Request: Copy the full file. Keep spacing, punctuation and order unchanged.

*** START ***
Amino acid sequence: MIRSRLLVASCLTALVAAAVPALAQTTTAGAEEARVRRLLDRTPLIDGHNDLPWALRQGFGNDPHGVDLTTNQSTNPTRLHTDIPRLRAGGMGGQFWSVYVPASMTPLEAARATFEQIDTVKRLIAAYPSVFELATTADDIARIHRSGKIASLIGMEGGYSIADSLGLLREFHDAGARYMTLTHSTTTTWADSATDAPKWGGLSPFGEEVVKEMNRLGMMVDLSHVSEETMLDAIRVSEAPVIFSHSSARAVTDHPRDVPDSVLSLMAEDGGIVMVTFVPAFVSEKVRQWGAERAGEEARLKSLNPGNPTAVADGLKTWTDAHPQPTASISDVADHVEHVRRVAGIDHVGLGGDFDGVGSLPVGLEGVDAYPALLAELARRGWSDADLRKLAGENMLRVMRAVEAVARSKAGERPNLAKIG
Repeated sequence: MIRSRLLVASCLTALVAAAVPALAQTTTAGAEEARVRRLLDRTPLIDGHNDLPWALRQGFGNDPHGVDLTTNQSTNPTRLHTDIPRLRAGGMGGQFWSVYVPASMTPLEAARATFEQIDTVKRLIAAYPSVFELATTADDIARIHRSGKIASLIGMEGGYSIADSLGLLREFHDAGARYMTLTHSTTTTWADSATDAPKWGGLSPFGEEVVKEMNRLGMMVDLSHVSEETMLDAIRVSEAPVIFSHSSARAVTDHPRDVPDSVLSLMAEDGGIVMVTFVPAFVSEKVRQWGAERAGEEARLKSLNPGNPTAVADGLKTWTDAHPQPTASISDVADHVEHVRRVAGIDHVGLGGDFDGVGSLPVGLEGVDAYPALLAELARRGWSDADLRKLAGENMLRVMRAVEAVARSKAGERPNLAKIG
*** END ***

Amino acid sequence: MIRSRLLVASCLTALVAAAVPALAQTTTAGAEEARVRRLLDRTPLIDGHNDLPWALRQGFGNDPHGVDLTTNQSTNPTRLHTDIPRLRAGGMGGQFWSVYVPASMTPLEAARATFEQIDTVKRLIAAYPSVFELATTADDIARIHRSGKIASLIGMEGGYSIADSLGLLREFHDAGARYMTLTHSTTTTWADSATDAPKWGGLSPFGEEVVKEMNRLGMMVDLSHVSEETMLDAIRVSEAPVIFSHSSARAVTDHPRDVPDSVLSLMAEDGGIVMVTFVPAFVSEKVRQWGAERAGEEARLKSLNPGNPTAVADGLKTWTDAHPQPTASISDVADHVEHVRRVAGIDHVGLGGDFDGVGSLPVGLEGVDAYPALLAELARRGWSDADLRKLAGENMLRVMRAVEAVARSKAGERPNLAKIG
Repeated sequence: MIRSRLLVASCLTALVAAAVPALAQTTTAGAEEARVRRLLDRTPLIDGHNDLPWALRQGFGNDPHGVDLTTNQSTNPTRLHTDIPRLRAGGMGGQFWSVYVPASMTPLEAARATFEQIDTVKRLIAAYPSVFELATTADDIARIHRSGKIASLIGMEGGYSIADSLGLLREFHDAGARYMTLTHSTTTTWADSATDAPKWGGLSPFGEEVVKEMNRLGMMVDLSHVSEETMLDAIRVSEAPVIFSHSSARAVTDHPRDVPDSVLSLMAEDGGIVMVTFVPAFVSEKVRQWGAERAGEEARLKSLNPGNPTAVADGLKTWTDAHPQPTASISDVADHVEHVRRVAGIDHVGLGGDFDGVGSLPVGLEGVDAYPALLAELARRGWSDADLRKLAGENMLRVMRAVEAVARSKAGERPNLAKIG